LAST DAY IN ALASKA (June 16, 2012 — I’m worse than a little kid, Chris Conder jokes.
He’s talking about patience—the patience needed to catch fish.
We’re in Juneau Alaska out on Conder’s fishing boat Rum Runner trying to catch salmon before we head home. This is Conder’s 20th season taking vacationers out on half day or whole day charters. In winter, he teaches school.
He’ll also take guests out whale watching or to photograph whales and eagles. He demonstrates by flipping some herring into the water so that the resident Eagles swoop and fly to get the fish.
But where are the salmon? Patience, Conder tells me. He jokingly hands me the coloring book about Inky the Whale he gives to impatient kids on board. His big dog Moon always helps too.
“There are fish out there,” he promises. And indeed they are. First my brother-in-law Jim Long catches a chum salmon—especially good smoked, Conder says. My husband Andy lands a Coho and none of the other captains (they are in constant touch via cell phone to see where the fish might be biting) can believe it is really a Coho this early in the season. Conder is so convinced he makes a $20 bet on the fish.
Kings are the largest of the five species and Alaska’s state fish and average 20-40 pounds though they can weigh more than double that. Cohoes or silver salmon are smaller and are the last of the salmon to spawn. Sockeyes are the top salmon used for smoking and are red while pinks are used in canned salmon while chums provide much of salmon caviar—and food for Alaskan dog teams.
All five species return from the ocean to Alaska’s streams each summer to complete their life cycle where they were born to spawn and then die.
They key is to catch them before they reach the spawning beds
They lose three—at least they are biting—and my husband catches a small king. (That’s what we thought we’d find in mid-June. We’re heading in—Conder has another charter this afternoon—when two of the lines suddenly snap back, an indication that something is on the line. My husband has a small king but my brother in law comes up with a 20-plus pound fish.
We come back to the dock smiling. Which one tastes best? “It all depends on what you like,” Conder says smiling.
I’m not much of fisherman, I admit, though I have gotten up at 4 am to fish on the Kenai River (another trip).
I was glad all of our time in Juneau wasn’t aboard the fishing boat or a big cruise ship. Most visitors here spend just a few hours. Our InnerSea Discoveries small-ship cruise had ended here.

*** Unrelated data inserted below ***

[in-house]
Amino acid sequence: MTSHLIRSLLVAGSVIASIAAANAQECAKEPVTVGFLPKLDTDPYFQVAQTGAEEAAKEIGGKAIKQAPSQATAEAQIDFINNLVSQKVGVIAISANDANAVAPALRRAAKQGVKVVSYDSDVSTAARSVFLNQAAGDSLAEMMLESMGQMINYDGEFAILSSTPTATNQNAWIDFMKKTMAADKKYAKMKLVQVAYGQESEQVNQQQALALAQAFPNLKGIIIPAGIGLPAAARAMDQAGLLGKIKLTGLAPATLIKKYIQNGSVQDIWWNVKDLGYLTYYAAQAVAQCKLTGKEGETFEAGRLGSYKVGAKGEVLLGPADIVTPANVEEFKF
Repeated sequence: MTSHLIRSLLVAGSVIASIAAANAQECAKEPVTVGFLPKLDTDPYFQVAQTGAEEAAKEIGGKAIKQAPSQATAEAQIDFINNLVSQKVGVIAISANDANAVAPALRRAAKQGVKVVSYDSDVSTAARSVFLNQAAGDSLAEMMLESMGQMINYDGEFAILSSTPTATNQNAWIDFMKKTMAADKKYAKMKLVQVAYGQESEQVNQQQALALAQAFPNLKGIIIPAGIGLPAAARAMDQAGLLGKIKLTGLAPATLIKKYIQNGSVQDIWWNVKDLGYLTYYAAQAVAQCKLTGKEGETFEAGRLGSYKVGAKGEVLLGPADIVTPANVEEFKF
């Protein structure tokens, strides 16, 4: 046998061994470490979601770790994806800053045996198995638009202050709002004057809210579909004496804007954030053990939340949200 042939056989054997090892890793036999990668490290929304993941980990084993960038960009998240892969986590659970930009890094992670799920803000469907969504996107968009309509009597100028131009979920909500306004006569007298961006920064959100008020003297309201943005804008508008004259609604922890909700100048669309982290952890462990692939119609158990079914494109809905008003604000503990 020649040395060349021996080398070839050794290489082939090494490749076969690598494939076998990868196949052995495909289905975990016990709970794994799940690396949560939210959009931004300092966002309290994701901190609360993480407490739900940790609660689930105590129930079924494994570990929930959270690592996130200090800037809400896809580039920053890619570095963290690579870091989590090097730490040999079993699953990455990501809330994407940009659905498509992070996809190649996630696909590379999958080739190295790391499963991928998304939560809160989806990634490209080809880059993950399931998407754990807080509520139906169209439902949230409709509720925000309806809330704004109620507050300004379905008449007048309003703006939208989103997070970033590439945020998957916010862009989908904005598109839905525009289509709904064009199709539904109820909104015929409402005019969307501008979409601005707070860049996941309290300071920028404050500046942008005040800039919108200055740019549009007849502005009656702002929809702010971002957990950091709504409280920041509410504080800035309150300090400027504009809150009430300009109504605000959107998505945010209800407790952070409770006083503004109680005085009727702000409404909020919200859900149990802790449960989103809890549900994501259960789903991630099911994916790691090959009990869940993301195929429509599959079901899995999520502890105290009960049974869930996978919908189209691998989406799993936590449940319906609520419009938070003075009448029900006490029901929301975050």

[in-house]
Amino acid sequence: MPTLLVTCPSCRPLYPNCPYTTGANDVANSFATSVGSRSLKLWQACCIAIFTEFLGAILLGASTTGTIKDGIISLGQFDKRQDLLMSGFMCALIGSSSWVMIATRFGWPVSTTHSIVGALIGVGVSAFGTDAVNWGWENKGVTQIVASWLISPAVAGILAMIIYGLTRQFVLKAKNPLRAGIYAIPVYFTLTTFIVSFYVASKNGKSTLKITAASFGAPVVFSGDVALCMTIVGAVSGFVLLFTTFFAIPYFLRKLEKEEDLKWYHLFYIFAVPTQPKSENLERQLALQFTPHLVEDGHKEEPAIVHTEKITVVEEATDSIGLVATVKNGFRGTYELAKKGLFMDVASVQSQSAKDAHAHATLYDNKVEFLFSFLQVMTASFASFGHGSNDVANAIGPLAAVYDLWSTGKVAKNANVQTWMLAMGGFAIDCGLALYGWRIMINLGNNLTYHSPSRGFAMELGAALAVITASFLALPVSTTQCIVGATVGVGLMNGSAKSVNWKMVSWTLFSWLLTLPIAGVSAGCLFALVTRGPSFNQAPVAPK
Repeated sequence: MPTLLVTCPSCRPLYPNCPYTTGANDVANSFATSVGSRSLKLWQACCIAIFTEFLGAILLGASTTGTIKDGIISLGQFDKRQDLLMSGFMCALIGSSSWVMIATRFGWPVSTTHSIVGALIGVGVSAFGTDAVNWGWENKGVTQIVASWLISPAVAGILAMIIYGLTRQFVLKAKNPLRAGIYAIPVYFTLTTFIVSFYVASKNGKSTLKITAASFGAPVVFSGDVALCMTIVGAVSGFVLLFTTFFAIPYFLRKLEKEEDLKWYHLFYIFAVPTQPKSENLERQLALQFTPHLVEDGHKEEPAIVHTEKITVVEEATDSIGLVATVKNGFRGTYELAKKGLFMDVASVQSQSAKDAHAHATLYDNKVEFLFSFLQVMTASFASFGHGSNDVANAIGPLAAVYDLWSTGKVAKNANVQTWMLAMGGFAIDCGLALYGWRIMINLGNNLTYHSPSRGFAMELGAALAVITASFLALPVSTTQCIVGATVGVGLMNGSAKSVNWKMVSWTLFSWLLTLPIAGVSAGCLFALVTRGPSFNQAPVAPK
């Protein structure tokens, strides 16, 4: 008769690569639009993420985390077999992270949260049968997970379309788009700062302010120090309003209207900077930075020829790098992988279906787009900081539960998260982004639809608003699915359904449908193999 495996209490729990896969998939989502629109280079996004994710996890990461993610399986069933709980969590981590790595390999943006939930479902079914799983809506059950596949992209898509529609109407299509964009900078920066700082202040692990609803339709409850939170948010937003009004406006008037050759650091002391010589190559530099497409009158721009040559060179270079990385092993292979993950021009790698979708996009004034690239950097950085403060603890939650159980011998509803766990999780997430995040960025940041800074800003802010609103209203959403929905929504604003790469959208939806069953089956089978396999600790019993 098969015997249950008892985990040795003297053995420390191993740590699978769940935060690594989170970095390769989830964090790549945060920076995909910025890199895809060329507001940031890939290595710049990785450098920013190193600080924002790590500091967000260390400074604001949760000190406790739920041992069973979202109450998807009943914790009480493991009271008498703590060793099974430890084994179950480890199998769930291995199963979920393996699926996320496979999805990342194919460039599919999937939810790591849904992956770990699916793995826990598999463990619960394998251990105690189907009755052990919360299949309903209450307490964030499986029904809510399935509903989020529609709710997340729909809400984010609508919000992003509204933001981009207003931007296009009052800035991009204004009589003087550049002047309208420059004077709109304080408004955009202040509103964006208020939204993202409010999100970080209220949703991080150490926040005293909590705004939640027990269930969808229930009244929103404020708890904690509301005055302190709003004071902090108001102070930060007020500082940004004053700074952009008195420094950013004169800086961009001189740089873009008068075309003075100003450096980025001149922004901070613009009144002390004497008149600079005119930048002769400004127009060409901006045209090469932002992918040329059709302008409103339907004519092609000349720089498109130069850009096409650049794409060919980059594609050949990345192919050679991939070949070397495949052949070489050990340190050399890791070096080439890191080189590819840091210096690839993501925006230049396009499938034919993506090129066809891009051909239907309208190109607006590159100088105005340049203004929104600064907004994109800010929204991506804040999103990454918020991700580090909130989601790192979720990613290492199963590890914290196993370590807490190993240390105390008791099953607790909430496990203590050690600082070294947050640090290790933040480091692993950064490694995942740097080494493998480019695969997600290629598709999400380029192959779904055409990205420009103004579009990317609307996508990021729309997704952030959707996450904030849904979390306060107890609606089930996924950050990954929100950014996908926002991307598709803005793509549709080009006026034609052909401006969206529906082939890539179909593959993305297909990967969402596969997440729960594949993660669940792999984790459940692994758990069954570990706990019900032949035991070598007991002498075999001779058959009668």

Juneau, the state capitol and only accessible by plane or boat, gets over 950,000 tourists annually, the vast number on big cruise ships. They are missing a lot, spending just a few hours here. We spend the night in the quirky and wonderful SilverBow Inn where breakfast includes home-baked bagels and pastries and kids and parents delight in the big jars of penny candies.
I have a massage at the Pearson’s Pond luxury suites and garden spa with its own manicured garden and pond and just a bike ride from Mendenhall Glacier which boasts the only visitor center in the United States within a mile of a terminal glacier that calves icebergs into a lake.
I wish we had time to go glacier trekking again with NorthStar Trekking—a memorable experience during which we not only landed on a glacier in a helicopter but then strapped on crampons to explore.
There’s the first-rate Alaska State Museum with everything from Native Alaskan to mining to fishing to art exhibits. (Check out the life-sized Eagle’s nest.)
Kids can become junior rangers of the enormous (almost 17 million acres) Tongass National Forest. There is also Tracy Arm, the glacial fjord literally in Juneau’s backyard and within the Tongass National Forest.
Mendenhall is one of Juneau’s top attractions stretching 12 miles and more than 100 feet tall. No wonder we so many helicopters doing sightseeing tours and visits to sled dog camps on the snow. There’s also plenty of places to kayak as well as bike and fish—including the hatchery and the first rate Alaska State Museum with Native, mining, fishing, and Russian displays A short flight south and you can visit Admiralty Island Brown Bear Sanctuary but locals joke at the expense (many hundreds of dollars) visitors go to see the bears when they see them simply crossing the road.
You can kayak, hike, canoe or raft around here. Look for birds—more than 280 species nest near Juneau including Bald Eagles that are more abundant in Alaska than anywhere else. The Auke Bay Harbor, where we were fishing, is a good place to Eagle Watch. Because the waters here are rich in krill (shrimp like organisms) the Humpbacks also come here to feed—traveling more than 3000 miles from tropical waters in Hawaii for summer in just a month or so.
They are so plentiful that Captain Chris promises your money back if you don’t see them on one of this whale watching trips. “And that has only happened twice in 20 years he says.”
We’re not in the right spot. Nor do we see any bears loping down the streets.
Captain Chris has arranged for a local processor to freeze our fish and send it to us.
Meanwhile, the salmon jerky we bought will have to suffice.